When the eventually pair married, Henry had a hard time warming to Anne and the marriage was quickly annulled. 

So there you have it, wether you’re having a really good New Year’s Day or a really bad one, just be thankful that at least your not Henry VIII. 

6th and 7th November 1541: The Queen Gets Sprung


On this day in 1541, The queen and Henry VIII’s 5th wife, Katherine Howard, found herself well and truly in the shit. Henry had discovered that he had not been the only person to have ‘carnal knowledge’ of his wife, in fact he had not even been her first husband as the queen had previously had a marriage of sorts to a man called Dereham, who was now loitering around her again. 
As this wasn’t enough, to add a cherry to this turd flavoured cake, He ru had also learned that the queen was now shagging one of his besties, a man called Thomas Culpepper who was a manger of his privy council. Henry went wild. The 6th November was the last time that Katherine saw her husband before being locked away awaiting her fate. This was the legendary day that she apparently broke free of her guards at Hampton Court and chased Herny down the gallery to protest to her house arrest and convince the king of her innocence. She was dragged back into confinement, never to see the king again. Apparently her ghost can still be heard screaming down the gallery at Hampton Court, (and because it’s totally cool and the Historic Royal Palace people are boss, I have put a link to their take on the ghost at the bottom of the page).

On 7th November, Henry sent the Archbishop Cranmer to question the queen at Winchester Palace, but he found her in such a state of distress that he ordered that anything and everything the queen could use to harm herself to be removed. It did her no good because the following February she would be executed. 

And what of Culpepper and Dereham I hear you ask? Well they too were executed, but the real kick in the teeth here is that Culpepper (Henrys pal and helper who was bending it up the queen behind Henrys back) was given the privilege of a quick death by being beheaded, whilst Dereham who had known and loved the queen before they had even met Henry, (although was more than likely now blackmailing her into getting a position at court) served the traitors death, as he was the one who had ‘spoilt’ the queen for Henry.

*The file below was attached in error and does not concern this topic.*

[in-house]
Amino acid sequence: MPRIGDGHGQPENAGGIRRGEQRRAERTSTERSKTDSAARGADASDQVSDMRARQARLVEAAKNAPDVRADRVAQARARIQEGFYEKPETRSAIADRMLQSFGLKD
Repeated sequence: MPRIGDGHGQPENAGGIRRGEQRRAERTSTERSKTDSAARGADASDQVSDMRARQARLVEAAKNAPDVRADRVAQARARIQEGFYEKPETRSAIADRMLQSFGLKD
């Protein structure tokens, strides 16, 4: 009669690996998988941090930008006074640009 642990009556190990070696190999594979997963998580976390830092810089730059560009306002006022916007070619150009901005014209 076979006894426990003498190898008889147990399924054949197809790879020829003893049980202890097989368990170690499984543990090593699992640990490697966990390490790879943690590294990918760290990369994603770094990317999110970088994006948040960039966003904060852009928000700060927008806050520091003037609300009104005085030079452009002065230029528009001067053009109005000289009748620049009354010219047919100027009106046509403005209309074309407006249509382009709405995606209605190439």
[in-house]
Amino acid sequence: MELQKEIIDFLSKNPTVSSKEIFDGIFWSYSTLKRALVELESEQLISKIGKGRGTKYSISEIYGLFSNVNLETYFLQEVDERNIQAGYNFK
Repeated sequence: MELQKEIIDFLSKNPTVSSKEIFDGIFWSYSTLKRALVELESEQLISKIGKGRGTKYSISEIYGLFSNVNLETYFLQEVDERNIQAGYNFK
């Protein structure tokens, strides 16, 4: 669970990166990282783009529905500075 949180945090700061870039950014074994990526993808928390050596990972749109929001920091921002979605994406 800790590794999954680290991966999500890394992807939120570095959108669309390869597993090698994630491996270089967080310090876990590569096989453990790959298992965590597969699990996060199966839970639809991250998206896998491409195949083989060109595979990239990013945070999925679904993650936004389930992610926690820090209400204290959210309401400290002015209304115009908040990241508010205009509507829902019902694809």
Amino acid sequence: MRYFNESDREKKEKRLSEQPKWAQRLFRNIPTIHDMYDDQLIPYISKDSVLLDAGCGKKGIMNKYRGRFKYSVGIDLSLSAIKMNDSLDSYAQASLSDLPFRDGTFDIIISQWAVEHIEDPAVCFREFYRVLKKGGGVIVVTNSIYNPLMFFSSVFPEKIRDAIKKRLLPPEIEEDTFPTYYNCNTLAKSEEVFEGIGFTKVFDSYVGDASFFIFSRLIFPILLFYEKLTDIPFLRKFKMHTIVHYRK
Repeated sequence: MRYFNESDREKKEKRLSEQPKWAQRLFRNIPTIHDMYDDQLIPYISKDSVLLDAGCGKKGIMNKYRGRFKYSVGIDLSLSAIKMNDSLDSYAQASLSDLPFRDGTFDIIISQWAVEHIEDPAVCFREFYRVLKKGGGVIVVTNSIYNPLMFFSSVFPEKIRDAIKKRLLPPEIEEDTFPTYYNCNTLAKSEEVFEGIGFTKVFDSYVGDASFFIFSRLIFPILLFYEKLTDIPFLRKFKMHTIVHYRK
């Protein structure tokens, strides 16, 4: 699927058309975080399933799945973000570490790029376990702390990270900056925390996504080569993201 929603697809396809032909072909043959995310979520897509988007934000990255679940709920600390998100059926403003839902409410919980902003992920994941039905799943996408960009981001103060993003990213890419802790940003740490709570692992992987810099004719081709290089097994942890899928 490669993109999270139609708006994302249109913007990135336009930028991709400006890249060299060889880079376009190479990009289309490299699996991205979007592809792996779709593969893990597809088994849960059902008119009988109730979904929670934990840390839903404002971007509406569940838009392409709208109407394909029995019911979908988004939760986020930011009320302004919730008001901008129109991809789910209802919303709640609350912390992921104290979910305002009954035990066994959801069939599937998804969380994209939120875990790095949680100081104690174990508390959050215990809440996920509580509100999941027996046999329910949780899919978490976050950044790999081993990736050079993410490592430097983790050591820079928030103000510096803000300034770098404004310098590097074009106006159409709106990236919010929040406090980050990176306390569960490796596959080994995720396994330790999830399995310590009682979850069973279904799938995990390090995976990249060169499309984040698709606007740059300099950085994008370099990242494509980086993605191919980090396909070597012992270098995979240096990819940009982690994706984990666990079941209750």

Katherine was only 20 when she died.


You can read more about Katherine’s ghost here: http://www.hrp.org.uk/discover-the-palaces/ghost-stories/catherine-howard/#gs._Lv9Pow

October 24th, 1537: The Particularly Shit Death of Jane Seymour

Queen Jane- not the most attractive of Henry’s wives but his favourite non the less

Today is the anniversary of the death of Jane Seymour, Henry VIII’s 3rd and fave wife. She died a mere 12 days after giving the king his long awaited, precious son, and like a cruel joke, or a mean twist of fate died as consequence. The man who had rejected the church, and ditched his two previous wives had now, at last, got what he wanted, but lost his beloved wife in return. 
Janes death was caused by a long and painful birth, open wounds and the royal midwives failing to remove bits of placenta from Jane’s body, which became infected causing ‘childbed fever, (or septicaemia if you want to get technical…fanny rot if you don’t). 
The ironic thing is, the richer you are, the more inexperienced midwives you had, as they were reserved for the nobles households, and not out there gaining valuable experience in not killing labouring women. It paid to be a scrubber in Tudor times where childbirth was concerned. 
Henry went into mourning for 3 months after the death of Jane, wearing black, refusing to marry (although more than likely still shagging anything in a kirtle), and skulking about like a child who had its sweets stolen. He refused to marry for 3 years, (and when he did it was a political marriage done under much winging and moaning). I dare say the closest Henry ever got to why is commonly known as ‘feelings’.
Janes funeral was organised by a select few members of Henrys privy council. The country hadn’t buried a ‘proper’ queen for 34 years, (ditching your first wife for another woman only to hack her head off a few years later didn’t enable Henry’s first wives to be called ‘Queen’ at the times of their deaths), so they had to spend a few days looking up how to actually do it. Fucking useless. 
Queen Jane was laid to rest in the chapel at Hampton Court, which was draped in fine black cloth, until early November, when she was taken to Windsor and buried in a tomb designed by Henry. She had 29 mourners, the chief being Mary, Henrys daughter, who rode out in black being not quite as mental as she would be in years to come.
Ten years and three more wives later, Henry croaked it and was buried in the tomb with Jane, and their young son, Edward VI, inherited the crown of England.

Inside Henry and Janes tomb, (which resembles a shit French wine cellar that’s currently out of stock)